Still, it's nice to see them compare well to Sony's newest sensors. If I hadn't originally invested in Canon, I'd probably be shooting a D600 instead of a 6D right now, but I'm glad that my 6D isn't that far off.

RE: Firmware- Firmware can absolutely make a difference in the quality of RAW output. It's the only thing that can! After the firmware (that being the camera's operating system and processing software) gets done with the sensor data and writes it to storage we're limited to 'destructive' editing in post.



Jun 16, 2013 at 07:10 PM
skibum5
Offline
• • • • • •
Upload & Sell: Off
p.5 #4 · p.5 #4 · 5D3, 6D and D600 true RAW (dcraw) comparison


D. Diggler wrote:
I like to see both but non-normalized is more important to me.


normalized is more important to me and basically all that is important when I am comparing between bodies

when it comes to imagining how a body might do at full reach though it might be nice to see non-normalized data to get an idea how it would work when take advantage of full extra MP count, but when it comes to comparing bodies I don't see how it makes sense to go by anything other than normalized values



Jun 16, 2013 at 08:23 PM
 

Search in Used Dept. 



skibum5
Offline
• • • • • •
Upload & Sell: Off
p.5 #5 · p.5 #5 · 5D3, 6D and D600 true RAW (dcraw) comparison


And then when they update ACR to ideally support the camera in two months all of that hard fought 'real' world comparing you did is tossed in the bucket. Plus same settings for NR and so on don't do the same things for each camera, or even the same camera using different software versions, and it can hard to tell whether it a camera difference or just how they tweaked the software settings, you can try to balance for apparent visible detail, but it can be tricky. WHo want to take so much time and effort trying to sort that all out when a controlled DR test can be done in like 60 seconds? SNR tests are trickier, but those with the right setup and can do them quickly and easily too. WHy waste time on that stuff? Save the real shooting for real shooting.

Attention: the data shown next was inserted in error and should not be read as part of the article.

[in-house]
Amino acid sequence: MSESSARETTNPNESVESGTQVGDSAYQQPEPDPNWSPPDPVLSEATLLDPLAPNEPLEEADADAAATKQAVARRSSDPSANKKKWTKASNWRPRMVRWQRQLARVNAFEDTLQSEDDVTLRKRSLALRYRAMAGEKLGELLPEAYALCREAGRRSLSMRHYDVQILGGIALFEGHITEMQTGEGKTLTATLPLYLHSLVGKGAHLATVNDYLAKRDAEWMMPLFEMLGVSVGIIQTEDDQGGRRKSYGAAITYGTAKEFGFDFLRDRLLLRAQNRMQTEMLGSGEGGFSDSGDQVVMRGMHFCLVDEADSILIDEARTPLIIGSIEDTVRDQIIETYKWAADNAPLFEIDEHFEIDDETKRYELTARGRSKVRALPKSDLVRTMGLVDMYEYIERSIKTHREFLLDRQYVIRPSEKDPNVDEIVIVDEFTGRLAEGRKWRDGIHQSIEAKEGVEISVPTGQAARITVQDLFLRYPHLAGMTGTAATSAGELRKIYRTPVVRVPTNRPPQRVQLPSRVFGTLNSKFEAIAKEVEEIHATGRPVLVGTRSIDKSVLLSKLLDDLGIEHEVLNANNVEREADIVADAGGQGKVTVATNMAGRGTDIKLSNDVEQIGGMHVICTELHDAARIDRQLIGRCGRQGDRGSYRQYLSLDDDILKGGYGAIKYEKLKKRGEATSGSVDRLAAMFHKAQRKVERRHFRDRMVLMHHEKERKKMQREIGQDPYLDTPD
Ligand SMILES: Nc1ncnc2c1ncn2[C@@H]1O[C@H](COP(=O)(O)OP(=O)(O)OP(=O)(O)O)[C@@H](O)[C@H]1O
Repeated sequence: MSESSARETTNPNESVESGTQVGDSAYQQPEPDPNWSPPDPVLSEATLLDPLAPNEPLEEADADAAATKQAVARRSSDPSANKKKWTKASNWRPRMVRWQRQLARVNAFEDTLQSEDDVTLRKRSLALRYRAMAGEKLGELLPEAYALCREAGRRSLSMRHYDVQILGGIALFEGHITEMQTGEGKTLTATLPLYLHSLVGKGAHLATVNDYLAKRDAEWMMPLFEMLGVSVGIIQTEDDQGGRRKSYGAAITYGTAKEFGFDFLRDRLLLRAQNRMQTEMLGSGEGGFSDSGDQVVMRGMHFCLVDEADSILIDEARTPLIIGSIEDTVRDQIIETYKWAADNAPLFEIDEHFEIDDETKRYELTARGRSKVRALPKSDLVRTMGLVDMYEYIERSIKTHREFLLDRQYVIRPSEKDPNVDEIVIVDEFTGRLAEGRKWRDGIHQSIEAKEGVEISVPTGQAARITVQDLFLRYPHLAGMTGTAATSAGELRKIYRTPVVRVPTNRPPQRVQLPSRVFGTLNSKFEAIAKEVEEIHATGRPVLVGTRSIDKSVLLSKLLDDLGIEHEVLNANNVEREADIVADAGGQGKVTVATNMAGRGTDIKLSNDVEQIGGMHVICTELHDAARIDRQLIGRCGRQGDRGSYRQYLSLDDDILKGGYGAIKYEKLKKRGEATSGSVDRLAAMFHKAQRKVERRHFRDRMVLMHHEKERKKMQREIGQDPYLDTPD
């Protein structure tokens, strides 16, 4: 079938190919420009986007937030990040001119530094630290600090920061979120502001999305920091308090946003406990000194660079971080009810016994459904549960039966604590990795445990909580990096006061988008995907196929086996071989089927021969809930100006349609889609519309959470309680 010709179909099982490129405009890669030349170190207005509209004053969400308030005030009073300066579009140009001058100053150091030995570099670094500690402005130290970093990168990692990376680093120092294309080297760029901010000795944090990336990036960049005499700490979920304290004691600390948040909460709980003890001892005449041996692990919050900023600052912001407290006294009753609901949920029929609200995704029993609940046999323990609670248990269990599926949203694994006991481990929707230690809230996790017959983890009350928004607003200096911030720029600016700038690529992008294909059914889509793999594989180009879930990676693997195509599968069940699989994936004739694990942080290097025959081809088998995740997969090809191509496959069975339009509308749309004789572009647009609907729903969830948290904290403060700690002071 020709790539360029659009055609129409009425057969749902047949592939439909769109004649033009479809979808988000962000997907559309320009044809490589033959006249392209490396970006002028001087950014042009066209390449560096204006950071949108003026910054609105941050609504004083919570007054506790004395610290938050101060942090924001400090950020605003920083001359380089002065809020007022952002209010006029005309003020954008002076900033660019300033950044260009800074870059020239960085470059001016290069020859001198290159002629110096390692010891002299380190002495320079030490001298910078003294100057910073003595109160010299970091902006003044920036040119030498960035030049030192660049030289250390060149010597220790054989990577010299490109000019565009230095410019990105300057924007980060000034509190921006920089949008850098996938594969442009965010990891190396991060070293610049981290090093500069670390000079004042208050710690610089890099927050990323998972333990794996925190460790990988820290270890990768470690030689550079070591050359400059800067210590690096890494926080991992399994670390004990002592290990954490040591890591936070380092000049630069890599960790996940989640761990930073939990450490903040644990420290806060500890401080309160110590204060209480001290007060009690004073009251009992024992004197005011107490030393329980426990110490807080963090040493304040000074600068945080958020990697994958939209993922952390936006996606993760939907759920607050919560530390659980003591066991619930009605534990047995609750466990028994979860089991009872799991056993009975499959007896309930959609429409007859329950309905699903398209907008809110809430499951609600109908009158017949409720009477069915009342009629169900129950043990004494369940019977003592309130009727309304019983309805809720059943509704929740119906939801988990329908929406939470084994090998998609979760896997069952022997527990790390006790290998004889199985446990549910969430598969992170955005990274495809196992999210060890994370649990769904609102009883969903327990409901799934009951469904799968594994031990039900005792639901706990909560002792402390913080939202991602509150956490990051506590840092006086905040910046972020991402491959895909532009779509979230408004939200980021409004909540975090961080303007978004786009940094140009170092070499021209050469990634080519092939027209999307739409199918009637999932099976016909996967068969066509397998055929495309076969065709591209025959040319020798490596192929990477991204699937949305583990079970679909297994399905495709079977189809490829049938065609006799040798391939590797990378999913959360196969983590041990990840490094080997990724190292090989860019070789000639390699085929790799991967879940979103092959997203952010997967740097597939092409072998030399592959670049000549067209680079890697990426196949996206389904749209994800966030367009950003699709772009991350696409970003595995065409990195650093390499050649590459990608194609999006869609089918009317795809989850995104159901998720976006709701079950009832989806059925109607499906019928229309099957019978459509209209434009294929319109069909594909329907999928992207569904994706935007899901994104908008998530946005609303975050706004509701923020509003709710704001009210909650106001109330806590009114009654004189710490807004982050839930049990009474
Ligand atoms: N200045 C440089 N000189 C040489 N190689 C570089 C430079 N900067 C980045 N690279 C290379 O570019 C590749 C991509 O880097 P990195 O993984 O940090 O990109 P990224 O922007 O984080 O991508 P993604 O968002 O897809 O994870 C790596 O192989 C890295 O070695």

It's so much easier under controlled conditions and with simple tests like black frame read noise (although a few real world tests to try to see how bothersome banding looks in detailed scenes might not hurt, as tricky as those are to carry out), so may variables, a slight upper haze dims the sun just a trace, etc. hard to keep things consistent